Asked about the trail, Los Padres National Forest Spokesman Andrew Madsen said he could not confirm the fire started there, but told reporters: "you're getting pretty warm there...That investigation is active. They've got that whole area roped off."
Shortly before 6 p.m. Monday, the Monterey County Office of Emergency Services issued an "evacuation watch," or voluntary evacuation, for the areas of Sycamore Canyon and Pious Ridge. The alert stated that there was a "threat to life and property" but stopped short of making evacuation mandatory.
In a bit of good news, the California Highway Patrol said Highway 1 would remain open unless the fire crossed to the east side of the road.
Forest Service officials warned drivers to be aware that the highway will likely be crowded with emergency vehicles.
Captain Cooper Elementary School closed Monday and held classes at Carmel River School. Andrew Molera State Park also was closed.
Big Sur restaurants opened their doors and kitchens for the hundreds of firefighters battling the blaze.
"This is what the community does," local Anna Davey said.
Crews came from the U.S. Forest Service, Cal Fire, the volunteer fire brigade and numerous other departments, including 60 inmates from the California Department of Corrections and Rehabilitation's Gabilan Conservation Camp in Soledad. Though air tankers were grounded for parts of the day, crews carried on an air attack with helicopters.
They fought the fire in weather that topped 80 degrees. Offshore winds kept the blaze on the west side of Highway 1, but fire officials cautioned that there were dozens of homes between the fire and the sea.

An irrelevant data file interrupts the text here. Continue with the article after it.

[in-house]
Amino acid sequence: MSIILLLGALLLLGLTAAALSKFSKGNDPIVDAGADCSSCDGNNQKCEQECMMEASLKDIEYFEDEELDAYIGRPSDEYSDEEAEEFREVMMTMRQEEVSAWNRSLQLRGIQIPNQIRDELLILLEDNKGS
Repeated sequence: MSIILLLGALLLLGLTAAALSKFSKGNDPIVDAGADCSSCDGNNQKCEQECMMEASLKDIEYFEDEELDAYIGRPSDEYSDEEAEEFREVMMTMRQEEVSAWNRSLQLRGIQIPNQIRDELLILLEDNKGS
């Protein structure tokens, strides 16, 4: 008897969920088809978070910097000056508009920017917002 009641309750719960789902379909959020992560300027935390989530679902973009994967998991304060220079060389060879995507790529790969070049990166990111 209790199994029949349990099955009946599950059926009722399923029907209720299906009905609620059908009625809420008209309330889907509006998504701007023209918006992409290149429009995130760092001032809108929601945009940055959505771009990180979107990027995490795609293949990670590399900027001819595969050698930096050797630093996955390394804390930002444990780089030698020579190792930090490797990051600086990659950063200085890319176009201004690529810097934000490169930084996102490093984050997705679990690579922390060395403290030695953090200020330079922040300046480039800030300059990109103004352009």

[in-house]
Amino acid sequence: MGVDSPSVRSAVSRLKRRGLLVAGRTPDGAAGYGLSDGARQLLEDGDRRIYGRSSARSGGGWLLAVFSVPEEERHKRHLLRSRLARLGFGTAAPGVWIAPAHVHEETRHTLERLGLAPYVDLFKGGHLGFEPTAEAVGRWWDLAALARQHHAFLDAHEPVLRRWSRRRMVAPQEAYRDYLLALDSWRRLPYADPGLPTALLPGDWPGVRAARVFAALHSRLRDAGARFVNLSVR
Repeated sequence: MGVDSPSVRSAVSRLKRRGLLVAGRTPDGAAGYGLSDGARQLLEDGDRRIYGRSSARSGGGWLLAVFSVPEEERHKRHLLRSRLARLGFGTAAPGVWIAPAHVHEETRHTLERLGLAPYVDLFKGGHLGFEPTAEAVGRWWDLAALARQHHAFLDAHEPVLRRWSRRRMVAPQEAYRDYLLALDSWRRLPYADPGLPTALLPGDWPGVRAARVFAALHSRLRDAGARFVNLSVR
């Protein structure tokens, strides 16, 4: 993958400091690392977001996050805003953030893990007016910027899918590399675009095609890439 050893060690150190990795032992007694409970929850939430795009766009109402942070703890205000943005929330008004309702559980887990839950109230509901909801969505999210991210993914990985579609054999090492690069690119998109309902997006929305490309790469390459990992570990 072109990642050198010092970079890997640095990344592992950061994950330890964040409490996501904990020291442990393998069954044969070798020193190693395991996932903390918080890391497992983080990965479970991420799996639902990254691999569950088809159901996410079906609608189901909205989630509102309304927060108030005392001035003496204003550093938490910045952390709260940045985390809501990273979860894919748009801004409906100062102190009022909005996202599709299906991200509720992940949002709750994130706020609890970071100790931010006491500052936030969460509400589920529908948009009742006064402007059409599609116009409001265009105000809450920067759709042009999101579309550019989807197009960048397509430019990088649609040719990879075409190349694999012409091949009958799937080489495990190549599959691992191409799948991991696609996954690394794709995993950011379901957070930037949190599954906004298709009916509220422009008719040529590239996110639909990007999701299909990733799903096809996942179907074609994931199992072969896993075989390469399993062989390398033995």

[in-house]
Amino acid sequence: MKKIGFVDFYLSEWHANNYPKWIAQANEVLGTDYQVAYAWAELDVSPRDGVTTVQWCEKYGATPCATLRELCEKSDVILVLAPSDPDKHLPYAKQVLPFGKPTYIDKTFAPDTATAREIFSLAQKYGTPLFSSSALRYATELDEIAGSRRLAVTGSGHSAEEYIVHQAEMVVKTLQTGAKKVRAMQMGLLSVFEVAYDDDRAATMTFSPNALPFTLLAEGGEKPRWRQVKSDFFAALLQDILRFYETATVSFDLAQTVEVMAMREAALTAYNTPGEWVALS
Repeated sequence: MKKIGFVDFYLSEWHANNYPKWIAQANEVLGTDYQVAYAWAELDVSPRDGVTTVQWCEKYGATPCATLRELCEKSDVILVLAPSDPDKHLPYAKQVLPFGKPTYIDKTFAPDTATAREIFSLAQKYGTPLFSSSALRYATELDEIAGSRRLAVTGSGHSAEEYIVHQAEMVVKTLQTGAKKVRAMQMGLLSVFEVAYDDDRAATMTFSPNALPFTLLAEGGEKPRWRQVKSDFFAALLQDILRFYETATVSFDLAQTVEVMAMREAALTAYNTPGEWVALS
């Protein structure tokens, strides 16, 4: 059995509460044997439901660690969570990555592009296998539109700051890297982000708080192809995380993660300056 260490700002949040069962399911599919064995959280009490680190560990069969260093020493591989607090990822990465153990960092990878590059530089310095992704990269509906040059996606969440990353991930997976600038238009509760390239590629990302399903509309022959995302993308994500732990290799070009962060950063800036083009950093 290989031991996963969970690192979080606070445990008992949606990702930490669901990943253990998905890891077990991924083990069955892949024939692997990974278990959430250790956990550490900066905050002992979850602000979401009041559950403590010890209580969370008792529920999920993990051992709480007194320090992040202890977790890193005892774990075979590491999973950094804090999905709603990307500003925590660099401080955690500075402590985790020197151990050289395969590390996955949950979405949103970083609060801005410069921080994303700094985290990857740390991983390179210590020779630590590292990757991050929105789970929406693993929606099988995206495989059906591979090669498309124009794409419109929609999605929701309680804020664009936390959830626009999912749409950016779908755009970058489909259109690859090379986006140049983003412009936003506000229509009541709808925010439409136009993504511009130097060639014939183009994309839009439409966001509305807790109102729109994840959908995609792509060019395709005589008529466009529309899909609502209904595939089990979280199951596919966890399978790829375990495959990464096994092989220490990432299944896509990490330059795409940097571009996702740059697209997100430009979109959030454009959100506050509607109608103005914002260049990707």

Susan Bradley, president of the Big Sur Board of Economic Development, was out of state feeling helpless as she waited for news from her daughter, Ariana Satayathum, who moved back to Big Sur two weeks ago. She said she knew of four families that had lost their homes, including one couple who moved to Carmel Highlands last week and were waiting for escrow to close on their Big Sur home.
Bradley said it seems that some sort of disaster strikes Big Sur every year. She recalled housing nine people during the 2008 Basin Complex Fire. Last year she and her daughter were separated for Christmas by the rock slide that closed Highway 1.
Despite recurring calamities, Monterey County spokeswoman Maia Carroll said officials were dismayed to learn that only 125 Big Sur residents had signed up for instant telephone alerts with the county. She encouraged residents to register their cell phones for fire-related updates at http://alertmontereycounty.org/.
The Associated Press contributed to this report.